Report finds Vermont struggling to reduce waste as landfill fills up
ROCHESTER, Vt. (WCAX) - Vermont’s only landfill is filling up. The Coventry landfill only has about 20 years of capacity left. So the state has a goal of cutting 50% of its waste out of the waste stream. But progress on that goal is slow moving according to a new state report.
On a small, private plot in Rochester where food scraps rot, one man’s business grows.
“It’s grown exponentially. I’ve more than doubled from the year before,” said Zach Cavacas, the owner of Music Mountain Compost.
Since I last checked with Music Mountain Compost back in the summer of 2021, Cavacas has added commercial clients, started making his own soil and now boasts more than 500 customers.
“The fact that I can make money on it, as well as divert waste from the landfill, it’s a win-win for me, for the state, for the customer,” Cavacas said.
He estimates he has kept about 200 tons of food waste out of the waste stream, which he considers a big success.
A new state report, though, says more needs to be done.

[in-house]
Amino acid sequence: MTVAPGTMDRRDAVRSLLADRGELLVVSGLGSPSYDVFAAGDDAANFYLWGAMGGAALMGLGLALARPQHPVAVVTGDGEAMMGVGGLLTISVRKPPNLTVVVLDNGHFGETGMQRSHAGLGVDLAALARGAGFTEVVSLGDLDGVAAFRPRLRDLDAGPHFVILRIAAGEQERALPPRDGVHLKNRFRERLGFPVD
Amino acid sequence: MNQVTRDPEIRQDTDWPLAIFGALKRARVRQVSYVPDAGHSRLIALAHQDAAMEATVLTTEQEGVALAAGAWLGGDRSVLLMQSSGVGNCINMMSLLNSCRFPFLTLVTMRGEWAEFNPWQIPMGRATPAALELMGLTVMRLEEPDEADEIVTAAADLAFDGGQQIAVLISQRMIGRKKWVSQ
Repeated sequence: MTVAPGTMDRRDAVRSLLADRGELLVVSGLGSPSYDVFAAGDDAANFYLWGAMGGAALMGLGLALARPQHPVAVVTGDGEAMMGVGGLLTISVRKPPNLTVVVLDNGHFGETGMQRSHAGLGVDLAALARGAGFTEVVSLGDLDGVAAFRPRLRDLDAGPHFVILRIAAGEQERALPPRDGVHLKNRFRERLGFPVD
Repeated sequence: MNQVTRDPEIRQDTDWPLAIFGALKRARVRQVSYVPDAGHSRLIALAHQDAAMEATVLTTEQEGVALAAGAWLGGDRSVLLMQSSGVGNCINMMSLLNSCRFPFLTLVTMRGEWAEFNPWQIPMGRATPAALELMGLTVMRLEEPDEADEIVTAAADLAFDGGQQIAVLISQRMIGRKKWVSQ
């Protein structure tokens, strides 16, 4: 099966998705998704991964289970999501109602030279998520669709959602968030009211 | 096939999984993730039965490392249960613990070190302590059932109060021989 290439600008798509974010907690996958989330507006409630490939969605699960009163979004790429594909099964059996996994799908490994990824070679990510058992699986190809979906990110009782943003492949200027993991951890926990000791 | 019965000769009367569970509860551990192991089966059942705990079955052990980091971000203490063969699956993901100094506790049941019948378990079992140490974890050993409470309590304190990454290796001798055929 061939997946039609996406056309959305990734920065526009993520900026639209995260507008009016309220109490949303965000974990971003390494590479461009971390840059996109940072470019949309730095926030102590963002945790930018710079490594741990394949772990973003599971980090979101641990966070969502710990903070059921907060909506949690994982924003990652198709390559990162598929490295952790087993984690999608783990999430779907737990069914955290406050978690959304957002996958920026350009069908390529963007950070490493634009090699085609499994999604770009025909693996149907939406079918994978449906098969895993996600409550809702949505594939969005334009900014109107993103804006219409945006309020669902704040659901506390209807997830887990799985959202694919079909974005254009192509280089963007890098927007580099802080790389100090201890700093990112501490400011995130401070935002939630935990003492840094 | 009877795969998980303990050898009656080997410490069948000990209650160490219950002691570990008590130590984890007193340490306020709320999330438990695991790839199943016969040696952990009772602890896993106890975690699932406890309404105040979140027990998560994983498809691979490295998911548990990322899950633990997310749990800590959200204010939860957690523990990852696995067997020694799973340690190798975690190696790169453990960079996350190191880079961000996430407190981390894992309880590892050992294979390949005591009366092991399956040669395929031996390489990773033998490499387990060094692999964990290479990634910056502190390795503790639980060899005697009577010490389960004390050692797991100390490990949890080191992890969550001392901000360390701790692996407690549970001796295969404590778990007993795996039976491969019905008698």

“The report acknowledges that we are not there, that we are at about 36%,” said Josh Kelly of the Vermont Department of Environmental Conservation.
That means that we currently are keeping about 36% of the total waste we produce out of the landfill, whether that be through reuse, recycling, composting or a general reduction in waste production. Our recycling rate is good, resting at about 72%.
“That is called a recovery rate, and that is a great recycling rate for the state of Vermont,” Kelly said.
As for food waste, Kelly says we’ll know more later this year. But the report highlights his other concerns about the waste stream.
“People have heard of PFAS, that is right up top in the report,” he said.
Kelly says PFAS is front and center because of its prevalence in the waste stream, but the report also details high costs to consumers around waste and improper battery disposal.
“Keep them out so they are not causing fires in the trash or in our recycling systems,” Kelly said.
He says the best way to reduce waste is to purchase fewer disposable products. He also puts waste education on the docket to help meet the state’s goals.
But back in Rochester, Cavacas isn’t letting lagging progress statewide slow him down.
“Really nothing gets me down about this, I’m really blessed, really fortunate to have this business,” Cavacas said.
Cavacas says he isn’t discouraged by the numbers from the state, it reassures him that what he’s doing is valuable.
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